The Ruins opened on Friday like most horror films, with a single, late Thursday night "promo" screening, to which the press was gamely invited in full knowledge that it would be too late for review, even for any reasonable web deadline. What's different about The Ruins is that it's not a remake or even a copy of any horror film of recent years. We're talking first-class material, adapted from a novel by Scott B. Smith, who wrote both the mesmerizing 1993 book A Simple Plan as well as Sam Raimi's masterful 1998 film of the same name. It's a terrific airplane novel, surprising and gripping, and Dreamworks could have made an outstanding film of it. But they threw it away, perhaps deliberately, hoping for some of that fast opening weekend green, and little caring about making something worthwhile or lasting (like A Simple Plan).

The material is still here, and the director chosen for the job, Carter Smith, can't entirely squelch it (once again Smith wrote his own screenplay). In Smith's novel you hardly notice that the main characters are vapid twenty-somethings on vacation in Mexico, merely because the writer lavishes such good detail in fleshing them out. In the film, we meet the characters quickly and move on to the action. Amy (Jena Malone) and Stacy (Laura Ramsey) are best friends, staying at a resort with their boyfriends, Jeff (Jonathan Tucker) and Eric (Shawn Ashmore), who don't seem to have much in common. They meet Mathias (Joe Anderson), from Germany, who tells them about his brother, who has disappeared with a girl while visiting some secret ancient ruins. He's about to go out there to look for him; would they like to join him? After a night of drinking, dancing and making out, they depart.

The ruins are pretty spectacular; it's like a pyramid with a flat top and steps all around, located in a clearing in the jungle. Vines cover almost every square inch, except a stairway up the middle of one side, and a large clearing at the top. After a few minutes, a band of Mayan sentries show up and prove they mean business by killing one of Mathias's pals. The tourists are not to come down off the ruins. There's a deep pit at the top and they can hear Mathias's brother's cell phone ringing at the bottom of it. Mathias goes down, but falls and breaks his back. Stacy goes down after him and cuts her leg. They realize that they'll have to spend the night and ration food and water. They bicker, and things get progressively worse. (Hint: there's something supernatural at work.) I have a feeling some things were cut out, especially since one of the movie stills shows the characters cavorting in a rainstorm, which never happens.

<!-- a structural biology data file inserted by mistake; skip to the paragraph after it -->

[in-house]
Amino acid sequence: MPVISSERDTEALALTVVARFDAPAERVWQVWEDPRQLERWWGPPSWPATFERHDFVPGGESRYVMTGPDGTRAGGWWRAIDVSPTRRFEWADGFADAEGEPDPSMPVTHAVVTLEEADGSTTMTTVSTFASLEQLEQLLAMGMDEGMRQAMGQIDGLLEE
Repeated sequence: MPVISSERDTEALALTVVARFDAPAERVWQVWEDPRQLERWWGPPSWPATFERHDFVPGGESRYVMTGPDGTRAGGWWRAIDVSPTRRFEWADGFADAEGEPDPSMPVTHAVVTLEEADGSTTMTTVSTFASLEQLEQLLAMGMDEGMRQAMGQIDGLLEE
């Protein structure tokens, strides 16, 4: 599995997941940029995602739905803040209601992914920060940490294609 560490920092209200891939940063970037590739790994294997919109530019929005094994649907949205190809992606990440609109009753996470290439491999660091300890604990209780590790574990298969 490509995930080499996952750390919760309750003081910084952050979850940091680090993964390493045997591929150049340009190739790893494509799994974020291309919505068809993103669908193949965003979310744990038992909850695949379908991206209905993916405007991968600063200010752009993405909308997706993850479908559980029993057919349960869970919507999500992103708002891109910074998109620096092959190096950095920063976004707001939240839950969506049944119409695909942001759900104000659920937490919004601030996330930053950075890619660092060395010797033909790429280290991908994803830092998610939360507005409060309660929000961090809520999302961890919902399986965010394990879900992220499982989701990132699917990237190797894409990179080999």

The main characters are pretty vapid; Jeff is studying to be a doctor and he takes the lead and makes most of the tough decisions. He goes to bed early and seems responsible, but beyond that we don't really know him. Amy and Stacy are differentiated by the fact that Amy is a brunette with glasses and Stacy is a blonde. Amy's big character trait is that she got drunk the night before and started making out with Mathias after Jeff went to bed. The other guys have no real personality other than their clothes and the state of their beards. But not knowing the characters doesn't prevent the movie from growing tense when it's supposed to. Smith's ingenious tale unfolds in just the right layers, with characters making one horrible discovery after another. But each time the movie lurched to a new level, I mourned the fact that it had been tossed off to an amateur director (with only a short film or two to his credit) rather than a proven master of the genre.

Smith directs the movie in a completely rudimentary fashion, straight out of Horror 101. A mean dog jumps out of the back of a truck and "shocks" us. A girl lays in the darkness with her face turned away from the camera; when Stacy reaches for her, the girl's head suddenly turns and jerks into view, hideous and half-decomposed. (Where have I seen that before? Oh yeah. Psycho.) Whenever anything tense happens, Smith's camera begins shaking and wandering everywhere, cutting almost arbitrarily instead of letting it come to rest or discover anything. Now consider that John Carpenter hasn't directed a feature film since 2001, or that Tobe Hooper has trouble getting films financed. The supernatural element of The Ruins also applies directly to the sensibility of David Cronenberg, who is usually concerned with body issues. Not to mention that Wes Craven, George A. Romero, Brian De Palma and John Landis are almost always available these days.

If the studio was merely going to give up on this project, why not spend the same amount of money and effort hiring one of these semi-forgotten masters to do the work? It frankly made me angry thinking of the disdain and contempt they must have had for this project, for the audience and for horror in general. And to make matters worse, The Ruins eventually emerges as an average horror picture, and several steps above every other horror picture released this year. (They even went for an "R" rating, with nudity and liberal use of the "F" word.) And that's without even trying.